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ClassicsOnline Home » DEBUSSY, C.: Orchestral Works, Vol. 7 (Markl) - Fantaisie / 2 Danses / Rhapsodies
An important marker in Debussy’s compositional development, the Fantaisie reflects something of the influence of César Franck’s Symphonic Variations yet embodies his own new aesthetic. Unpublished in Debussy’s lifetime, it is heard here in its 1968 revision. The delicately evocative Rapsodie for saxophone is an exotic work with an ‘oriental’ atmosphere and Spanish or Moorish associations. Although composed as a Conservatoire test piece, the Première Rapsodie for Clarinet has long since entered the repertoire as an important addition for the instrument. The glittering Danses for harp and strings recall Satie’s Gymnopédies, with the Danse profane in particular calling for a degree of virtuosity. Volume 6 of this much-admired series (8.572583) was praised for its ‘subtle and sensitive readings’. (Gramophone)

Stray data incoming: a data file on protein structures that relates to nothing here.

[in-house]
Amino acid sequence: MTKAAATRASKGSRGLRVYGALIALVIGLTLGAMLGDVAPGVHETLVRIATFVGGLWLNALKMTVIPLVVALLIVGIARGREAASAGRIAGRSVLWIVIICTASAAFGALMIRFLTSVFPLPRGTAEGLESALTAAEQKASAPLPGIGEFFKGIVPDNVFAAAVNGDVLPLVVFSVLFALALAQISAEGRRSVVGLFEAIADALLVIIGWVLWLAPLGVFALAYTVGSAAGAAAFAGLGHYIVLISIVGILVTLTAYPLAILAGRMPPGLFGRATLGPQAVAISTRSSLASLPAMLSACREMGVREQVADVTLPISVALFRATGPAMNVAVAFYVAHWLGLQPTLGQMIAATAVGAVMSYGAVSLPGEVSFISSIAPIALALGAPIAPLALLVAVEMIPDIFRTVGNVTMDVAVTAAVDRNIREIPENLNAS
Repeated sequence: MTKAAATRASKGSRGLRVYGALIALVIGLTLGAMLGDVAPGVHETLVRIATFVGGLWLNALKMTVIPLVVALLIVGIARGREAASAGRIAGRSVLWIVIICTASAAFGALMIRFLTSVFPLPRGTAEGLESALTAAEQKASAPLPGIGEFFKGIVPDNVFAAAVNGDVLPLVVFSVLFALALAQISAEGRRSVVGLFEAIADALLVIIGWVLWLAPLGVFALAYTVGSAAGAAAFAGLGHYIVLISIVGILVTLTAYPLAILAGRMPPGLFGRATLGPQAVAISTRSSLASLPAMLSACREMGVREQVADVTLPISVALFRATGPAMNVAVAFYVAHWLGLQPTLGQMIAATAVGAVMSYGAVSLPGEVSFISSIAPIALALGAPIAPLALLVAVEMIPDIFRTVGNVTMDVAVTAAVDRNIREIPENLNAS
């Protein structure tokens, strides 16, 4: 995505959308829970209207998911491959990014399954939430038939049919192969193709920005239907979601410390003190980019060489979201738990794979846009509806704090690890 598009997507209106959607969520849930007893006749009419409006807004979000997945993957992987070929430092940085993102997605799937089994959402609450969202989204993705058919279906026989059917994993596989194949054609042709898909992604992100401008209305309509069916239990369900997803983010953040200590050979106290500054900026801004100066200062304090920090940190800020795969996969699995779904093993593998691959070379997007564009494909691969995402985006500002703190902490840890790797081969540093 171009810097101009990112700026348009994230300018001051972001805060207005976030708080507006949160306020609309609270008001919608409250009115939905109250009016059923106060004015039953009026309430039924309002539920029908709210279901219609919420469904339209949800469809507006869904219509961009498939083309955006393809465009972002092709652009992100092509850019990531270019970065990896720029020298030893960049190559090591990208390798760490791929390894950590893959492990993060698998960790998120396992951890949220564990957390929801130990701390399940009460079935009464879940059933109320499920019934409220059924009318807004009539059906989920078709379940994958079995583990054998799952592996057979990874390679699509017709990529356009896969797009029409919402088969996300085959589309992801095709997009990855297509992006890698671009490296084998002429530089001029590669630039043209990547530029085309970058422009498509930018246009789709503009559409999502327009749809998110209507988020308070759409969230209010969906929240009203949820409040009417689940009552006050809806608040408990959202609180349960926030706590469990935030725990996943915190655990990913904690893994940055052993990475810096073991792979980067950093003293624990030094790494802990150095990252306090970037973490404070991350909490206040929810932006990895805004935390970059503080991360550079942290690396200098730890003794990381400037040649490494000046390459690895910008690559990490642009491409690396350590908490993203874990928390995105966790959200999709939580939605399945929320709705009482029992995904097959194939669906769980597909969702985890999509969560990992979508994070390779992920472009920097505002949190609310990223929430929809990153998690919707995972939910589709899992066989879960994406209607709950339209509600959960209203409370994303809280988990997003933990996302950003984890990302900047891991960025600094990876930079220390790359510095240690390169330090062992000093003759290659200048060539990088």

By Phillip Scott
Claude Debussy (1862–1918)
Orchestral Works Vol. 7
Debussy was born in 1862 in St-Germain-en-Laye, the son of a shop-keeper who was later to turn his hand to other activities, with varying success. He started piano lessons at the age of seven and continued two years later, improbably enough, with Verlaine’s mother-in-law, allegedly a pupil of Chopin. In 1872 he entered the Paris Conservatoire, where he abandoned the plan of becoming a virtuoso pianist, turning his principal attention to composition. In 1880, at the age of eighteen, he was employed by Tchaikovsky’s patroness Nadezhda von Meck as tutor to her children and house-musician. On his return to the Conservatoire he entered the class of Bizet’s friend Ernest Guiraud and in 1883 won the second Prix de Rome. In 1884 he took the first prize and the following year reluctantly took up obligatory residence, according to the terms of the award, at the Villa Medici in Rome, where he met Liszt. By 1887 he was back in Paris, winning his first significant success in 1900 with Nocturnes and going on, two years later, to a succès de scandale with his opera Pelléas et Mélisande, a work that established his position as a composer of importance.